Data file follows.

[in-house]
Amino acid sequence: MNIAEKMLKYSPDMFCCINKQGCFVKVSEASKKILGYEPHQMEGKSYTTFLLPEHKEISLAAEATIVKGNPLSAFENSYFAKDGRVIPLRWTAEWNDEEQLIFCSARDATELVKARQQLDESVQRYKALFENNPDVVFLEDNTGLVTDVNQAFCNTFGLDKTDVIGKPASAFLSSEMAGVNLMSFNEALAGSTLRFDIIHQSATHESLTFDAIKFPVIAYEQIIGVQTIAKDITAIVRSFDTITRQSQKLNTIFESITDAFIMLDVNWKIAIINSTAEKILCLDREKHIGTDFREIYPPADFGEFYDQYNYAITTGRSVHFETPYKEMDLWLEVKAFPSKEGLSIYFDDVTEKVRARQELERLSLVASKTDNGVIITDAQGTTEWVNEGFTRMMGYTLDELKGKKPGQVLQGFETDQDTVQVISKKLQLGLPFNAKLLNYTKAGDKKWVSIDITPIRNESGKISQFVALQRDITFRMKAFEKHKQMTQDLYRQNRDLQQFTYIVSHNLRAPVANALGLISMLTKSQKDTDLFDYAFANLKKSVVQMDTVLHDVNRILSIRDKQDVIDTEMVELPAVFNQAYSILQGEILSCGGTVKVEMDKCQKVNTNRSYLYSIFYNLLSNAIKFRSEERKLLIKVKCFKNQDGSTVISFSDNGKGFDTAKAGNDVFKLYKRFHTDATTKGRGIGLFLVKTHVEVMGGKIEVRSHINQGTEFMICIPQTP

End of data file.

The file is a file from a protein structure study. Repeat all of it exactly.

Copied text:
[in-house]
Amino acid sequence: MNIAEKMLKYSPDMFCCINKQGCFVKVSEASKKILGYEPHQMEGKSYTTFLLPEHKEISLAAEATIVKGNPLSAFENSYFAKDGRVIPLRWTAEWNDEEQLIFCSARDATELVKARQQLDESVQRYKALFENNPDVVFLEDNTGLVTDVNQAFCNTFGLDKTDVIGKPASAFLSSEMAGVNLMSFNEALAGSTLRFDIIHQSATHESLTFDAIKFPVIAYEQIIGVQTIAKDITAIVRSFDTITRQSQKLNTIFESITDAFIMLDVNWKIAIINSTAEKILCLDREKHIGTDFREIYPPADFGEFYDQYNYAITTGRSVHFETPYKEMDLWLEVKAFPSKEGLSIYFDDVTEKVRARQELERLSLVASKTDNGVIITDAQGTTEWVNEGFTRMMGYTLDELKGKKPGQVLQGFETDQDTVQVISKKLQLGLPFNAKLLNYTKAGDKKWVSIDITPIRNESGKISQFVALQRDITFRMKAFEKHKQMTQDLYRQNRDLQQFTYIVSHNLRAPVANALGLISMLTKSQKDTDLFDYAFANLKKSVVQMDTVLHDVNRILSIRDKQDVIDTEMVELPAVFNQAYSILQGEILSCGGTVKVEMDKCQKVNTNRSYLYSIFYNLLSNAIKFRSEERKLLIKVKCFKNQDGSTVISFSDNGKGFDTAKAGNDVFKLYKRFHTDATTKGRGIGLFLVKTHVEVMGGKIEVRSHINQGTEFMICIPQTP